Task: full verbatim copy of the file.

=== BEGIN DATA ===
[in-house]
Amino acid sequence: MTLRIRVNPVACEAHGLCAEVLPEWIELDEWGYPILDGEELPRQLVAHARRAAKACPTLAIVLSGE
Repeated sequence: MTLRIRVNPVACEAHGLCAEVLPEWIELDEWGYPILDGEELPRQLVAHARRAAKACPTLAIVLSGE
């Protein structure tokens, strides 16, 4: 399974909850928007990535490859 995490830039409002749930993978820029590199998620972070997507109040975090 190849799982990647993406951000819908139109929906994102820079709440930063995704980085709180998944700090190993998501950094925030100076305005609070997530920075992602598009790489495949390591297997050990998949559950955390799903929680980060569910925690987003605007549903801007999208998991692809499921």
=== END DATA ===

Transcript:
[in-house]
Amino acid sequence: MTLRIRVNPVACEAHGLCAEVLPEWIELDEWGYPILDGEELPRQLVAHARRAAKACPTLAIVLSGE
Repeated sequence: MTLRIRVNPVACEAHGLCAEVLPEWIELDEWGYPILDGEELPRQLVAHARRAAKACPTLAIVLSGE
């Protein structure tokens, strides 16, 4: 399974909850928007990535490859 995490830039409002749930993978820029590199998620972070997507109040975090 190849799982990647993406951000819908139109929906994102820079709440930063995704980085709180998944700090190993998501950094925030100076305005609070997530920075992602598009790489495949390591297997050990998949559950955390799903929680980060569910925690987003605007549903801007999208998991692809499921």